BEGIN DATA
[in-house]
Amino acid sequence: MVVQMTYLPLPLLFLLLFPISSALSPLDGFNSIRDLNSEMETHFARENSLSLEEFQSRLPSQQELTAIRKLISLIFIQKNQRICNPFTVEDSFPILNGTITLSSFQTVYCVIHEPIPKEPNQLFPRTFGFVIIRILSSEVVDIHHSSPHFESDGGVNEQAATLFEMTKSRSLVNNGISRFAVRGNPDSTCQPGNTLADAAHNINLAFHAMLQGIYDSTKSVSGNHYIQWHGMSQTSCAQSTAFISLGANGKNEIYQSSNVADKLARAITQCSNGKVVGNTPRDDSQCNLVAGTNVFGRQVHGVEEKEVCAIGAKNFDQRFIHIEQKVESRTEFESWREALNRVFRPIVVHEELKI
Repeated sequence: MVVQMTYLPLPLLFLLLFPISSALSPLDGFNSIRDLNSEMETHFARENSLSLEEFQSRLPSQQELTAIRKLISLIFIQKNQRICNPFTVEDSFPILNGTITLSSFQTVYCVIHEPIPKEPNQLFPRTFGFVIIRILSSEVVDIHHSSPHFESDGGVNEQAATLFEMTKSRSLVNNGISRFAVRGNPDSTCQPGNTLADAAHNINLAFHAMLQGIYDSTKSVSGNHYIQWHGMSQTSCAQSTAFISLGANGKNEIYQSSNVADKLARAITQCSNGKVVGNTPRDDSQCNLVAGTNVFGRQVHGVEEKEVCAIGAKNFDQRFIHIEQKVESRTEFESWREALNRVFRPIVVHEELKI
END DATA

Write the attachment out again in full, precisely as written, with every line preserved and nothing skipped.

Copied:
[in-house]
Amino acid sequence: MVVQMTYLPLPLLFLLLFPISSALSPLDGFNSIRDLNSEMETHFARENSLSLEEFQSRLPSQQELTAIRKLISLIFIQKNQRICNPFTVEDSFPILNGTITLSSFQTVYCVIHEPIPKEPNQLFPRTFGFVIIRILSSEVVDIHHSSPHFESDGGVNEQAATLFEMTKSRSLVNNGISRFAVRGNPDSTCQPGNTLADAAHNINLAFHAMLQGIYDSTKSVSGNHYIQWHGMSQTSCAQSTAFISLGANGKNEIYQSSNVADKLARAITQCSNGKVVGNTPRDDSQCNLVAGTNVFGRQVHGVEEKEVCAIGAKNFDQRFIHIEQKVESRTEFESWREALNRVFRPIVVHEELKI
Repeated sequence: MVVQMTYLPLPLLFLLLFPISSALSPLDGFNSIRDLNSEMETHFARENSLSLEEFQSRLPSQQELTAIRKLISLIFIQKNQRICNPFTVEDSFPILNGTITLSSFQTVYCVIHEPIPKEPNQLFPRTFGFVIIRILSSEVVDIHHSSPHFESDGGVNEQAATLFEMTKSRSLVNNGISRFAVRGNPDSTCQPGNTLADAAHNINLAFHAMLQGIYDSTKSVSGNHYIQWHGMSQTSCAQSTAFISLGANGKNEIYQSSNVADKLARAITQCSNGKVVGNTPRDDSQCNLVAGTNVFGRQVHGVEEKEVCAIGAKNFDQRFIHIEQKVESRTEFESWREALNRVFRPIVVHEELKI